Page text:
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King Kong: The History of a Movie Icon from Fay Wray to Peter Jackson Paperback – November 1, 2005

4.6 out of 5 stars 16 customer reviews

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From Publishers Weekly

Script magazine columnist Morton, who views King Kong as "an enduring cultural icon," was captivated at age eight by the giant gorilla, and his "Kong-mania went into overdrive" with the 1976 Dino De Laurentiis version. In an effort to survey all feature films in which Kong appears, Morton interviewed surviving cast and crew members, visited archives and trekked to film locations, documenting everything from ape suits, budget woes and optical effects to "Kongs That Never Were." The lengthy opening chapter recaps the making of the 1933 film in exhaustive detail, illustrated with dramatic conceptual art and test shots; an equal amount of space is given to the 1976 remake. Shorter chapters review "The Son of Kong," "King Kong vs. Godzilla," "King Kong Escapes" and "King Kong Lives." Peter Jackson's forthcoming version gets only 14 pages, but fans dazzled by this book's 100 color and b&w illustrations (storyboards, stills, production art, collectibles) and comprehensive coverage of past Kongs won't complain. (Dec.)
Copyright © Reed Business Information, a division of Reed Elsevier Inc. All rights reserved.

About the Author

Ray Morton has worked in Hollywood for the past fifteen years as a writer, script consultant, and story analyst.
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Product Details

  • Paperback: 350 pages
  • Publisher: Applause Theatre and Cinema Books (November 1, 2005)
  • Language: English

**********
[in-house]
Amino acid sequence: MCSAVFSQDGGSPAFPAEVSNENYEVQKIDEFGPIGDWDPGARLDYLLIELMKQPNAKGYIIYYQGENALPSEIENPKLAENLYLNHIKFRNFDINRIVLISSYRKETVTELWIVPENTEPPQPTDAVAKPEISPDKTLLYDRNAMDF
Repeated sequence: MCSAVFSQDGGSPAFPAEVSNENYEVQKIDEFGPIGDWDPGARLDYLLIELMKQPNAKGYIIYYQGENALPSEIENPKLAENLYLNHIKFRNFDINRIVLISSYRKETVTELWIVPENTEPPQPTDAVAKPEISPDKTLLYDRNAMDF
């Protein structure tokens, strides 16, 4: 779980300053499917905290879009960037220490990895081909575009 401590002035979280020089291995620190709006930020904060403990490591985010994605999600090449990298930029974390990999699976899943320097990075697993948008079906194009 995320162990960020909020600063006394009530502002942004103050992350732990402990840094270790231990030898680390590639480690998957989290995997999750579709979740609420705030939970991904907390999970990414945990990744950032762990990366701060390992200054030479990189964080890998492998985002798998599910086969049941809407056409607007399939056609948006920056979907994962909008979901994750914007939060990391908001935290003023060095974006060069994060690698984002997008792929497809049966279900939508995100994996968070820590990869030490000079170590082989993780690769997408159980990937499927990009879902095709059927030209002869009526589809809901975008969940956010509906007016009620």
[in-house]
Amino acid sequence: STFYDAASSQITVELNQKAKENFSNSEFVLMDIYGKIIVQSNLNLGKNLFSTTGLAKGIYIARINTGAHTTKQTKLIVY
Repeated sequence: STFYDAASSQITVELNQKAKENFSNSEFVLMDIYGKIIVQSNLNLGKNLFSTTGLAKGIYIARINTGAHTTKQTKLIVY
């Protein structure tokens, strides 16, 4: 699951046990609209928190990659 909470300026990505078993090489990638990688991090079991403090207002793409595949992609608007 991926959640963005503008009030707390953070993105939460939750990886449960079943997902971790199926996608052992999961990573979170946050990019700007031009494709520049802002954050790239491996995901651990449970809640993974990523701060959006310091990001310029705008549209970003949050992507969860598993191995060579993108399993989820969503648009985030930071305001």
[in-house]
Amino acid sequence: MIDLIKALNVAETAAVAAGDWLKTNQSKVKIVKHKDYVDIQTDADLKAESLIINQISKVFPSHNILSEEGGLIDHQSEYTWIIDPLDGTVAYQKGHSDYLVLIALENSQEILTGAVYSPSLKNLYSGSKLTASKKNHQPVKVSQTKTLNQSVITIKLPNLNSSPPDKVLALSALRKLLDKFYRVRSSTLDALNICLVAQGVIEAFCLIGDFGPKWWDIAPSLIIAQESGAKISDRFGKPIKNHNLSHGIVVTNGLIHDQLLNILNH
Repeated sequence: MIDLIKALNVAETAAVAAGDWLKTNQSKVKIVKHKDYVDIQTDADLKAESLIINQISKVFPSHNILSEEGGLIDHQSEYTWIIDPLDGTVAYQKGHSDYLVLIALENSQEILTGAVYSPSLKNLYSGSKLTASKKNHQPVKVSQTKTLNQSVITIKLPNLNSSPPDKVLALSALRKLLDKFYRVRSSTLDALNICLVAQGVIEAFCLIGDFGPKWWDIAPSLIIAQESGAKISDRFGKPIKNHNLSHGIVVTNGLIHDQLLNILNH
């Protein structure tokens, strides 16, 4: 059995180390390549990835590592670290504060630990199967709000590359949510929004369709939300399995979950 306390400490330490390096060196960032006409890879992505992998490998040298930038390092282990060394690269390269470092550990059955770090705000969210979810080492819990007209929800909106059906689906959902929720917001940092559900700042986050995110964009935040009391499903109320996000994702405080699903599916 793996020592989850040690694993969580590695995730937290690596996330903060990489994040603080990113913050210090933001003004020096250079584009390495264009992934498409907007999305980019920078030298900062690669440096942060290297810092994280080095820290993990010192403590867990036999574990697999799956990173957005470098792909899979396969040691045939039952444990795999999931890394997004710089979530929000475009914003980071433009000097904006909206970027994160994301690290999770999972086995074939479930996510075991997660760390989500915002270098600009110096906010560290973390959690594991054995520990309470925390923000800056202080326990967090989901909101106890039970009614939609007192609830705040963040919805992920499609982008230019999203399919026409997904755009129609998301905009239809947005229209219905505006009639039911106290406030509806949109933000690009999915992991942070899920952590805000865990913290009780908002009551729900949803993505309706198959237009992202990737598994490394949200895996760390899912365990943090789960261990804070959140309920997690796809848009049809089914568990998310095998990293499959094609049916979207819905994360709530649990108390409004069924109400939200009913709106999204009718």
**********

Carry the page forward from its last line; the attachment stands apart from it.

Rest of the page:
• ISBN-10: 1557836698
  • ISBN-13: 978-1557836694
  • Product Dimensions: 8.5 x 0.8 x 11 inches
  • Shipping Weight: 2.9 pounds
  • Average Customer Review: 4.6 out of 5 stars  See all reviews (16 customer reviews)
  • Amazon Best Sellers Rank: #1,066,762 in Books (See Top 100 in Books)

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Format: Paperback Verified Purchase
There are a lot of books about King Kong out there at the moment, but what made me choose Mr. Morton's book is the large section he devotes to the 1976 King Kong produced by Dino De Laurentiis. This was the pre-Star Wars movie sensation of my childhood and I loved reading the behind the scenes story of its making, as well as getting another peek at some Kong '76 merchandise (hey, I had those cups!). The author also appears to share my opinion that this film gets an unfair bad rap. Nice to see him set the record straight re reviews and box office.

Above Kong '76, it just great to have a book devoted to ALL the King Kong films. Sure, we all love the original film and Mr. Morton does a spectacular job covering it, but I equally enjoyed reading about Son of Kong, King Kong vs. Godzilla, King Kong Lives, etc. And a full chapter devoted Kong collectibles and the Kong movies that were never made...you gotta love that.

If you're a Kong lover, or just want one good Kong movie book on your shelf, Ray Morton's KING KONG, THE HISTORY OF A MOVIE ICON is the book to get.
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Format: Paperback
With any big budget, highly promoted film such as King Kong, there is going to be a flood of merchandising. Already, weeks before the film's release we saw all sorts of toys, video games and more. And of course there are always a lot of books. King Kong: The History of a Movie Icon from Fay Wray to Peter Jackson is simply the best book ever written on the history of this cinematic giant. Author Ray Morton covers the entire history of King Kong, from the 1933 classic to the 2005 remake by Peter Jackson and everything in between in meticulously researched detail. And yes, Japanese film fans, that includes the 1960's King Kong Vs. Godzilla as well as King Kong Escapes.